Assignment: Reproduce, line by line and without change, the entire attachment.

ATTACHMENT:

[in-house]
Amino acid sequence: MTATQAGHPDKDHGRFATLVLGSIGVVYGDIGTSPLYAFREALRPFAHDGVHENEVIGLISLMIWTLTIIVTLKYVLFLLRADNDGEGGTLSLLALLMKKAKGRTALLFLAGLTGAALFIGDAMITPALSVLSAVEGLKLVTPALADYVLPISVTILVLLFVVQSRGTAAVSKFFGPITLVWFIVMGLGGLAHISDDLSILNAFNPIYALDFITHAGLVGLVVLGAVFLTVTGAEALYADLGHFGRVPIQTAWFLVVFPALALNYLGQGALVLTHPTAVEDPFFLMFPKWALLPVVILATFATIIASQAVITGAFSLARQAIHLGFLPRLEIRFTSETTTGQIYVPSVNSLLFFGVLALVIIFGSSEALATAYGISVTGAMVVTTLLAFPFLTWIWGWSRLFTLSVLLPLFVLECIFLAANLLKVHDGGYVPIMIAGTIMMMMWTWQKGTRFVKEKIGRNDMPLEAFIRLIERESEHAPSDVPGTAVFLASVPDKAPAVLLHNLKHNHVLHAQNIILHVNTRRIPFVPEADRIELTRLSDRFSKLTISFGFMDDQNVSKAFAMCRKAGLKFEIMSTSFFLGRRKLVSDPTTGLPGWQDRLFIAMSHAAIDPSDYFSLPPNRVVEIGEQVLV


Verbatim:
[in-house]
Amino acid sequence: MTATQAGHPDKDHGRFATLVLGSIGVVYGDIGTSPLYAFREALRPFAHDGVHENEVIGLISLMIWTLTIIVTLKYVLFLLRADNDGEGGTLSLLALLMKKAKGRTALLFLAGLTGAALFIGDAMITPALSVLSAVEGLKLVTPALADYVLPISVTILVLLFVVQSRGTAAVSKFFGPITLVWFIVMGLGGLAHISDDLSILNAFNPIYALDFITHAGLVGLVVLGAVFLTVTGAEALYADLGHFGRVPIQTAWFLVVFPALALNYLGQGALVLTHPTAVEDPFFLMFPKWALLPVVILATFATIIASQAVITGAFSLARQAIHLGFLPRLEIRFTSETTTGQIYVPSVNSLLFFGVLALVIIFGSSEALATAYGISVTGAMVVTTLLAFPFLTWIWGWSRLFTLSVLLPLFVLECIFLAANLLKVHDGGYVPIMIAGTIMMMMWTWQKGTRFVKEKIGRNDMPLEAFIRLIERESEHAPSDVPGTAVFLASVPDKAPAVLLHNLKHNHVLHAQNIILHVNTRRIPFVPEADRIELTRLSDRFSKLTISFGFMDDQNVSKAFAMCRKAGLKFEIMSTSFFLGRRKLVSDPTTGLPGWQDRLFIAMSHAAIDPSDYFSLPPNRVVEIGEQVLV